These are collections of the children’s work that are designed to demonstrate successes, growth, higher order thinking, creativity and reflection over time. A portfolio should be thought of as an exhibition of an active mind at work.

Reporting to parents and guardians:

Reporting is the process by which assessment information is communicated to students, parents / guardians and teachers. Reporting provides information about what students know and can do, along with recommendations for their future learning.

The primary purpose of reporting is to improve student learning. Teachers work together with the parents and provide them with information concerning the pupil’s school situation, well-being and acquisition of knowledge.

At BHS, we believe that good communication between teachers, students and their parents plays an important part in improving student learning and growth.

Ways of reporting to parents

Teacher comments on schoolwork:

Written comments on schoolwork that is sent home for parents to view.

Ongoing communication:

Notes to parents and teacher via the student diary. Teachers can also be contacted by e-mail or telephone.

Individual meetings with teachers:

By appointment, to discuss student performance and progress. Meetings maybe requested by teachers or parents.

Parent Conferences:

Held twice a year. The teacher and the student’s parents meet in order to discuss theprogress the student has made, how well the student is progressing inrelation to what is expected against a standard, as well as areas for future development. Teachers complete standardised paperwork prior to these talks. All such forms are kept on record in the school and follow the child when he /she moves to a new year group or transfers to a new ESF school.

Student-led conferences:

Some of the parent conferences may take the form of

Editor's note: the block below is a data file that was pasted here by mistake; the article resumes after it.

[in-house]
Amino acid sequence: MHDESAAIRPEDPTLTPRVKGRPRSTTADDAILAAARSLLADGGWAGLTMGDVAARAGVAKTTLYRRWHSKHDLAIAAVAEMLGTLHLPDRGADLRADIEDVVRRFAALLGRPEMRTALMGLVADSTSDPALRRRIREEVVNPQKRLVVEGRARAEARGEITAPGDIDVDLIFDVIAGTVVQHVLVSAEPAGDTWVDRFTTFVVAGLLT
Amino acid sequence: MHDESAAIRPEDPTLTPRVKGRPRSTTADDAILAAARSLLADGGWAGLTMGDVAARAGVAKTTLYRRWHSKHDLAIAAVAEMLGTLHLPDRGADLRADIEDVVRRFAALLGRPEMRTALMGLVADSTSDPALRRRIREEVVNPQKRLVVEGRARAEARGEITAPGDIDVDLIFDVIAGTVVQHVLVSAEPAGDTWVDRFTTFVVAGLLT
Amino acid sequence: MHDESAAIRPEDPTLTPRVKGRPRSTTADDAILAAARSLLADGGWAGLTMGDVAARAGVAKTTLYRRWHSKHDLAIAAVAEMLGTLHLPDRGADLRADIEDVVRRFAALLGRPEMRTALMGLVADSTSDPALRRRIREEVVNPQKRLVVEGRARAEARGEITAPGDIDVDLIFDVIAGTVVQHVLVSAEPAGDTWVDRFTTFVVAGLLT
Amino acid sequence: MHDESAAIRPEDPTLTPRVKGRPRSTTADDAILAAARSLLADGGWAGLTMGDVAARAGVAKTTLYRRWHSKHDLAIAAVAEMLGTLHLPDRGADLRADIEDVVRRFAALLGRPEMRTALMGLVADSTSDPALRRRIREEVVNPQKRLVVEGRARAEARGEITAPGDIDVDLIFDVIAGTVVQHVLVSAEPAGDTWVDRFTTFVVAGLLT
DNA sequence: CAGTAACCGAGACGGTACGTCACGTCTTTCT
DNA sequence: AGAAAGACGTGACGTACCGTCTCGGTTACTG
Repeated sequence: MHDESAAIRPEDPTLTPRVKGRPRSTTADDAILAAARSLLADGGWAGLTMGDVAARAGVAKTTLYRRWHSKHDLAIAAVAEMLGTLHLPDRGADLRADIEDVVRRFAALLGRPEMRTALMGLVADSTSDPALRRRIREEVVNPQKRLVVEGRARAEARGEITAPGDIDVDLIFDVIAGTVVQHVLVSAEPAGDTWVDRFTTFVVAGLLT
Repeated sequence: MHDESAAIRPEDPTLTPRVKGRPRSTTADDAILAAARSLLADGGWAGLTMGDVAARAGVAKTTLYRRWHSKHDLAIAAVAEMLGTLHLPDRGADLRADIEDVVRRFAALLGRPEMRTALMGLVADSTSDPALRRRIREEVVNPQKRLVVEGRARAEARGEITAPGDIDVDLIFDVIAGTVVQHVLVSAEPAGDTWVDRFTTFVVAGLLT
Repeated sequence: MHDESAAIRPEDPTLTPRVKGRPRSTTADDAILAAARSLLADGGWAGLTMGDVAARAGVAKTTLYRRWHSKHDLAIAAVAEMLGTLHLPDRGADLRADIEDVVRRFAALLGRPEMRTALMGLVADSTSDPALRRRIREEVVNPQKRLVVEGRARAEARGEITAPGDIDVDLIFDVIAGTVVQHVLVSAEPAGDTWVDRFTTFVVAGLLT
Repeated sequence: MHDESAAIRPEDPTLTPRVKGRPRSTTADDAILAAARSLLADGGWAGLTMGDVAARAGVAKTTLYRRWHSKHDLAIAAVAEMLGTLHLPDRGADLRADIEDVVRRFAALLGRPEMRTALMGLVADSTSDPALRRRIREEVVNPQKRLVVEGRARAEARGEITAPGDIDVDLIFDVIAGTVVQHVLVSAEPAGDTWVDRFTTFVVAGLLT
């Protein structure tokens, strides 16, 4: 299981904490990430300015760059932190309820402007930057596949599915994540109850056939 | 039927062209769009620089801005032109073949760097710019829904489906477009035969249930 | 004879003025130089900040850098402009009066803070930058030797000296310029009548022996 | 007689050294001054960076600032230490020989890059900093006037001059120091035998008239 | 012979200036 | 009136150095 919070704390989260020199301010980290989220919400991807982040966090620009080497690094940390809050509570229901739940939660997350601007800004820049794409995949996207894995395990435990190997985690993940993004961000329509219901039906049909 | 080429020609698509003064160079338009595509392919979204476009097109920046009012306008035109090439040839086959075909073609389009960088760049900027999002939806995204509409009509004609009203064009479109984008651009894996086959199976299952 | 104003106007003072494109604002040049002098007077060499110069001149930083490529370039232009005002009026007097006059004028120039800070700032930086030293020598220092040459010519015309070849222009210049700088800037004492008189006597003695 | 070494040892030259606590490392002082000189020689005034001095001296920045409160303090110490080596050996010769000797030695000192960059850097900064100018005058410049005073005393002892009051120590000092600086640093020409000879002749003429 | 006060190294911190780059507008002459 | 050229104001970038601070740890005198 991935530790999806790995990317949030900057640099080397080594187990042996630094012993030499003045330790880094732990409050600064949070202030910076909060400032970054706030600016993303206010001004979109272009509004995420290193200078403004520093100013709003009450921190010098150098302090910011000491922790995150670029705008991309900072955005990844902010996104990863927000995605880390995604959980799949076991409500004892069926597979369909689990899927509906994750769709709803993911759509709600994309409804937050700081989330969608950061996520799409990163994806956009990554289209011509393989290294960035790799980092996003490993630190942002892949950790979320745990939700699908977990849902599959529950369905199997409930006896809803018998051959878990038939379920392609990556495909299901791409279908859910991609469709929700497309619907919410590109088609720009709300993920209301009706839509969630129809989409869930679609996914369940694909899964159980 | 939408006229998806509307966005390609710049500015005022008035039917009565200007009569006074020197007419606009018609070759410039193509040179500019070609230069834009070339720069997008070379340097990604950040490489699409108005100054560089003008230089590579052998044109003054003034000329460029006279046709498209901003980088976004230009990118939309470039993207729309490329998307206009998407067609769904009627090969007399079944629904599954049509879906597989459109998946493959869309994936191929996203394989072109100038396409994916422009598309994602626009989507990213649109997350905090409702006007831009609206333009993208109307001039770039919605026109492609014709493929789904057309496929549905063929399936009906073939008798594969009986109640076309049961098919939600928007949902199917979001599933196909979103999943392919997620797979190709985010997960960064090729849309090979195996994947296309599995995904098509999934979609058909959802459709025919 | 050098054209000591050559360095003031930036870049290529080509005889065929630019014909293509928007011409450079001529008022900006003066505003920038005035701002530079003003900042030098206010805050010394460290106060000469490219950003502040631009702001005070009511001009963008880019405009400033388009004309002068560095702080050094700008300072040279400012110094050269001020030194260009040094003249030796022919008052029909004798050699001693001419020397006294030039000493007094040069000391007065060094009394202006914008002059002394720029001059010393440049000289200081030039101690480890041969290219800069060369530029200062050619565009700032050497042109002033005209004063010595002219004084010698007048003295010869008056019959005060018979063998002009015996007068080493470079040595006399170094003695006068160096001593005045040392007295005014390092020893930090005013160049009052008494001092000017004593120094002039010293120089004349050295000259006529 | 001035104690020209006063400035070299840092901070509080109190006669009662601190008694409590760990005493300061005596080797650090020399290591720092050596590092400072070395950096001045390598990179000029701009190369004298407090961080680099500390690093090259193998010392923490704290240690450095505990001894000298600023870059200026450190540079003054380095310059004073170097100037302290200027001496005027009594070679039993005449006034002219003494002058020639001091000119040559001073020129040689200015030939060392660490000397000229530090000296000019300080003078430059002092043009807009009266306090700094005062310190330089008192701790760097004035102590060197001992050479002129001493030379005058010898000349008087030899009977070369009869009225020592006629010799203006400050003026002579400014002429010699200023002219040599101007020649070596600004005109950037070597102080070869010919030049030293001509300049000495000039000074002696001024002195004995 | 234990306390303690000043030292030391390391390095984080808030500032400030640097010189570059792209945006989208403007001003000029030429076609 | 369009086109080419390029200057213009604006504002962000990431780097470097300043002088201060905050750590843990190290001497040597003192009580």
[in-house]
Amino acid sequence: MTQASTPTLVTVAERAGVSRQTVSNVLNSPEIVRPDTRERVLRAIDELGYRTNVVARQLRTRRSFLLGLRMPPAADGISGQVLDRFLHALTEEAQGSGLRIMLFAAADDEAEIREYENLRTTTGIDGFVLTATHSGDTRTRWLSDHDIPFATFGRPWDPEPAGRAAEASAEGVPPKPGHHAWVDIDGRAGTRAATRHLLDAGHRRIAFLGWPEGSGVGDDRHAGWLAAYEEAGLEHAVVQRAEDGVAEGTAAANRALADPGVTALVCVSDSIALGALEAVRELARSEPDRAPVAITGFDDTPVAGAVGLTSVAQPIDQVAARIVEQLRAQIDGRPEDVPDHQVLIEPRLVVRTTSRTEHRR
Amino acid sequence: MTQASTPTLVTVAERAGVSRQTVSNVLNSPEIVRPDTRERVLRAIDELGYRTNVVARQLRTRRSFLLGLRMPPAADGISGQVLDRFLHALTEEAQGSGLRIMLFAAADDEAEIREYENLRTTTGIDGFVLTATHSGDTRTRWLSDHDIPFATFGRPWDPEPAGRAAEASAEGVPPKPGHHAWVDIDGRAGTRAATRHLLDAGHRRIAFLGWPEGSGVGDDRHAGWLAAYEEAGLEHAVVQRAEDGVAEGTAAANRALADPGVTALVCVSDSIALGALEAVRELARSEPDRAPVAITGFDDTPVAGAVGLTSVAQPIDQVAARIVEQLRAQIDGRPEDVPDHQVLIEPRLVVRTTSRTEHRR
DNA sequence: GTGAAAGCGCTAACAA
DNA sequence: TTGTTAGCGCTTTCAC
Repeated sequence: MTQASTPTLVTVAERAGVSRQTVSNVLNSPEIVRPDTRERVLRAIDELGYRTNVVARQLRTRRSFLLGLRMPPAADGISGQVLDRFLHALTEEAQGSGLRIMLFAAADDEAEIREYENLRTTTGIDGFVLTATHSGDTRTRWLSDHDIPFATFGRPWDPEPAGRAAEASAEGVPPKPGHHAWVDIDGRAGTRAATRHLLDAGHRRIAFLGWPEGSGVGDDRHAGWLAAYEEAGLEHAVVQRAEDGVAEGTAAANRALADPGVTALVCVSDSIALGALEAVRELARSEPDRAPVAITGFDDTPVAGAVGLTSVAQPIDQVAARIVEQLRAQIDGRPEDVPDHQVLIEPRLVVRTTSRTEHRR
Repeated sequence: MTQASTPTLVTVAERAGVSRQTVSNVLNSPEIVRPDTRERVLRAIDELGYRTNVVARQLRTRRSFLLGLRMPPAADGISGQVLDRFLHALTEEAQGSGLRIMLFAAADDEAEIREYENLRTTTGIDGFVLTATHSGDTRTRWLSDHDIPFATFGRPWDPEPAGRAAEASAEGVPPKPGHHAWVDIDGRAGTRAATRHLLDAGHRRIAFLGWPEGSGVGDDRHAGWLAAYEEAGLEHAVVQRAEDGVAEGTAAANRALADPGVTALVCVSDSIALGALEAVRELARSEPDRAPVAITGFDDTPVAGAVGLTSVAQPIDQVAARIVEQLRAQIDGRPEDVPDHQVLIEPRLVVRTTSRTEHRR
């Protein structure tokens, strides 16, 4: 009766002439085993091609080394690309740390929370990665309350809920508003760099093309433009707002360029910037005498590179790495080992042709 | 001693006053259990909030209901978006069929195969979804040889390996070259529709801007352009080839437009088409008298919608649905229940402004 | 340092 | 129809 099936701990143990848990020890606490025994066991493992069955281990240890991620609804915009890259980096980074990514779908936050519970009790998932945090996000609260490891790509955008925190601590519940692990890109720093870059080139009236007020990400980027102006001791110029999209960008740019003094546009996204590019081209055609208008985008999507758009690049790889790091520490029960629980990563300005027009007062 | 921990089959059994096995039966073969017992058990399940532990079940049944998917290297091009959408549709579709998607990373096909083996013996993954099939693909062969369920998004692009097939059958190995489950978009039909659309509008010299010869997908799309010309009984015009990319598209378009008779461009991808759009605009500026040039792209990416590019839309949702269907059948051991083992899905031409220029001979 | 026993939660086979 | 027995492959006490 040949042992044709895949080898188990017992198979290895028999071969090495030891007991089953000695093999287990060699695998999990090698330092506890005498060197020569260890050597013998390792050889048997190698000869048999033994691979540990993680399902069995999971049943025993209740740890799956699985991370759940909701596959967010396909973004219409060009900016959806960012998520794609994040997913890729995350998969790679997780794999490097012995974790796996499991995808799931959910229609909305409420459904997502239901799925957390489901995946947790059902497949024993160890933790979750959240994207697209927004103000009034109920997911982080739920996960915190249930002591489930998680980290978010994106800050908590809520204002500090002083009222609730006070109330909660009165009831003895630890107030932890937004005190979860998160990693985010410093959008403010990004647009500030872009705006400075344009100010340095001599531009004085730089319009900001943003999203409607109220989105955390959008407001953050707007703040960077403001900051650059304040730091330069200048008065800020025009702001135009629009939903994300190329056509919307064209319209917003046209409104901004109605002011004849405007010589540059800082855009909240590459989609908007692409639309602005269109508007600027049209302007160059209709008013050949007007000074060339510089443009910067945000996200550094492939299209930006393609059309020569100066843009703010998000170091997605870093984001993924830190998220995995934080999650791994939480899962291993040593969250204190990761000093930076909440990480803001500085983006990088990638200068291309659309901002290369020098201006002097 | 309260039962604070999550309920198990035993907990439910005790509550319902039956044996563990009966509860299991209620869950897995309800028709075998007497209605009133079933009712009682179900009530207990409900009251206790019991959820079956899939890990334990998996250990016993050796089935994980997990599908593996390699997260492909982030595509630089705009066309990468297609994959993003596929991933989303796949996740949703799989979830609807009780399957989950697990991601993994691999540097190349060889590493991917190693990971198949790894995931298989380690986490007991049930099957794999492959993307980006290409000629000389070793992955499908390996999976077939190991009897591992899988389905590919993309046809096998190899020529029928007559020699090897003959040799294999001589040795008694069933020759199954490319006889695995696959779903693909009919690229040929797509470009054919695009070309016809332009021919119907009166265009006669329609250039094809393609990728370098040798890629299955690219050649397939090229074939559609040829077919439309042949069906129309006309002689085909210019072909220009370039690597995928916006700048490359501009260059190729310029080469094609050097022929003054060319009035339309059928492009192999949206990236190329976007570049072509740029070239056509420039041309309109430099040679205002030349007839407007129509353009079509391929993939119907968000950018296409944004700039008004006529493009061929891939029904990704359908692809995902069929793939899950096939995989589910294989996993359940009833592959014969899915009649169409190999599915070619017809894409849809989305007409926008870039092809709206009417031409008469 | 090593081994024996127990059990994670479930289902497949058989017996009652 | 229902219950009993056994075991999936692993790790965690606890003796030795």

student-led conferences where the student discusses his/her work and progress with the
parent. Future goals are identified and set by the student in conjunction with the parent and

Written report:

As part of the assessment process every child has a written report card which clearly indicates the child’s level and effort within the PYP.

AR&R Essential Agreement

It is the responsibility of each teacher and subject coordinators to ensure that this policy is put into practice at BHS. Teachers will strive to ensure that everyone concerned with assessment, including students, teachers, parents and administrators, have a clear understanding of the reason for the assessment, what is being assessed and the method by which the assessment is made.

Subject coordinators and teachers will develop and use forms for tracking and reporting student progress on all elements of the PYP. The forms will be aligned to reflect the beliefs of the PYP. Teachers will actively use the language of the learner profile in the reports.

In order to assess student performance and the curriculum, teachers will assess core subjects according to the BHS Core Subjects Assessment Schedule (Appendix 1), keep records and student work samples as required. BHS requires that certain standardised forms are used for tracking this progress, for example, running records, traffic lights.